Why Phil Mickelson Will Be A Complete Non-Factor At the British Open This Week, Despite the Media’s Love Fest #SuckerBetCity

During Tuesday’s news conferences of British Open week (ahem, The Open) at Muirfield, Phil Mickelson declared his “hate-love” of his relationship with golf’s oldest major championship.  Phil admitted that he used to hate it, but now has found a way to finally embrace the challenge of the championship amidst its unique elements.  Much like I predicted after Phil was the 1st round leader at Merion that he would never win a U.S. Open, here’s why Phil will never even sniff winning a Claret Jug.

First, let’s reiterate that Phil is one of the most talented individuals in the past three decades of the game, and surely will go down in the top 15 players to ever tee it up on the professional level (possibly higher if he can snag another green jacket or two, which I predict he will).  In fact I think that Phil is the most exciting player to watch in all of golf, both on the course and in the interview room.  But, to every Superman exists his kryptonite and in the case of Phil, it’s Open Championship golf.

I find myself continually amused at how “experts” are so baffled at how Phil and his fantastic wedge game can continually struggle with links golf.  I mean with that much talent with the short sticks, he has a shot for nearly every lie and situation, right?  Oh grasshopper, how Seve Ballesteros and Open champions past would laugh at that statement.

The Open is not an aerial show.  It’s not a flopparanimous, everything through the air stop-and-drop highlight reel, but rather a ground-is-your-friend-use-it-wisely type of feel game that Phil just is innately allergic to.  Bump and run 6-irons, putting from 60 feet off the green, knockdown 7-irons from 120 yards and hitting fairways.  It’s what’s required to win British Opens, but all things that Phil Mickelson lacks in his repertoire.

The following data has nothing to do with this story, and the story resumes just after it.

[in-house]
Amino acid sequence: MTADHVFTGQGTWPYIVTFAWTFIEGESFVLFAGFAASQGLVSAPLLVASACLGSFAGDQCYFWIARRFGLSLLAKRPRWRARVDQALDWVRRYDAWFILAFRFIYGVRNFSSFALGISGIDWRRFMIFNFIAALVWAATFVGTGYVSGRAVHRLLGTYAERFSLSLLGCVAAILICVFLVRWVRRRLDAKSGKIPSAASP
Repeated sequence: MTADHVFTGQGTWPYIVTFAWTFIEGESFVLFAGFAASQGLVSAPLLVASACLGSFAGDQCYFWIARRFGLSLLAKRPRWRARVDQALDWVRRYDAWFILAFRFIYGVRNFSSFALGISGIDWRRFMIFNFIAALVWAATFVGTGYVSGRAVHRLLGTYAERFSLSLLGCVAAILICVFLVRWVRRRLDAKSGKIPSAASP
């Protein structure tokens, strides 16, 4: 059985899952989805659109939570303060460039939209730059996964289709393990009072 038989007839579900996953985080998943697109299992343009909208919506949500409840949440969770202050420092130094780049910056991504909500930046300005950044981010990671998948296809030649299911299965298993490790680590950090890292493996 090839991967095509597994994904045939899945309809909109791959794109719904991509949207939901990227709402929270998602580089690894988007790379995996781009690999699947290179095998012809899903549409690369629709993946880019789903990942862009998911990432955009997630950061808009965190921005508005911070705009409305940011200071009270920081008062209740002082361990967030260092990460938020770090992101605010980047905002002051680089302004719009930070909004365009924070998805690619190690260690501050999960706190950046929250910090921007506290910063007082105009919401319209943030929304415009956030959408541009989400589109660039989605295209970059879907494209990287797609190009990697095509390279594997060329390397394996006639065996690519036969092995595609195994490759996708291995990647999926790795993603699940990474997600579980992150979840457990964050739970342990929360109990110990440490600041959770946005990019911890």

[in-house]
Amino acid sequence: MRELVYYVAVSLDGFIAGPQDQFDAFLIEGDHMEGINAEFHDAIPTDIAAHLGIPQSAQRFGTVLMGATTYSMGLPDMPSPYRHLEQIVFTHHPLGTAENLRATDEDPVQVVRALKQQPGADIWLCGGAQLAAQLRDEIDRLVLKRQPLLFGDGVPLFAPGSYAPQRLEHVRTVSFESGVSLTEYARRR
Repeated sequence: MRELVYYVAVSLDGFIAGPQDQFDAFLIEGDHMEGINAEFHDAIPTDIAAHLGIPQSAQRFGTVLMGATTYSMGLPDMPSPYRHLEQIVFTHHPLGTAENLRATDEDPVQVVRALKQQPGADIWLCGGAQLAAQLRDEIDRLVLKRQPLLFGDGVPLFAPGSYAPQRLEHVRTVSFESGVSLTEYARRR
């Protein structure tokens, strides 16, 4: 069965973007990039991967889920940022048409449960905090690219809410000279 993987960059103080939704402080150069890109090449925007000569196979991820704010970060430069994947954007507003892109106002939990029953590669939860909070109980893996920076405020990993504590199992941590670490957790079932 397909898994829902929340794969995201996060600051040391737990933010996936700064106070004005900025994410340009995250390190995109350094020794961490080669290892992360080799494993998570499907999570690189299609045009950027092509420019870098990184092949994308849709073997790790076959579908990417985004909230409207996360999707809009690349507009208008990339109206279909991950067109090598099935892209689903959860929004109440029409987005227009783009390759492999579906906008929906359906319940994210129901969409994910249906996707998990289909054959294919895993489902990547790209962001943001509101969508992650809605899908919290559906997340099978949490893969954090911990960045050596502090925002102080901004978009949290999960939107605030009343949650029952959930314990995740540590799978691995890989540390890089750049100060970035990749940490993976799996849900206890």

Regardless of how much skill a player has with his wedges, how perfectly ground the lie and sole of his wedges are or how sharp his grooves, there are shots in links golf that must be played along the turf, and Phil simply lacks the desire and vision to play these types of shots, as he practices everything just two ways- with loft and even more loft.

On Monday of this week, Phil was caught on camera practicing a backwards flop shot during a practice round.  You can hear playing partner Scott Piercy laughing in the background in amusement as the shot is just plain ridiculously crazy.  Now, even Phil likely wouldn’t try such a wild shot during actual competition, but the idea of the shot itself is such a perfect microcosm of everything that is square-peg-in-a-round-hole about Phil and the Open it’s worth taking note.

In addition to the short game, British Opens are not a bomber’s paradise (ok, St Andrews may be trending in that direction), but rather a fairways-are-a-must-keep-it-out-of-the-fescue-or-die test on the highest level.  Despite the fact that Phil is again going driver-less this week (carrying his Callaway 3 Deep fairway wood as his big stick in the bag), he simply swings from the heels too often and just doesn’t put enough of a premium on hitting fairways.  And if it’s windy?  Yikes, goodnight.

As much as Phil tells us otherwise, as big of a love fest as the media is having with Phil this week, he’s not suddenly a good links player after winning the Scottish Open last week.  I mean hey, the man fumbled the trophy onto the ground during the awards ceremony, which was just all too fitting.

Expect Phil to either miss the cut or be a non-factor this week at Muirfield. #SuckerBetCity

Joel Harrington
@joel4deepgolf

Comments

  1. I like him and think he will win on his 7th attempt for sure!!:) pulling for him but respect your great article!!!!!!!!

  2. :/

Speak Your Mind

*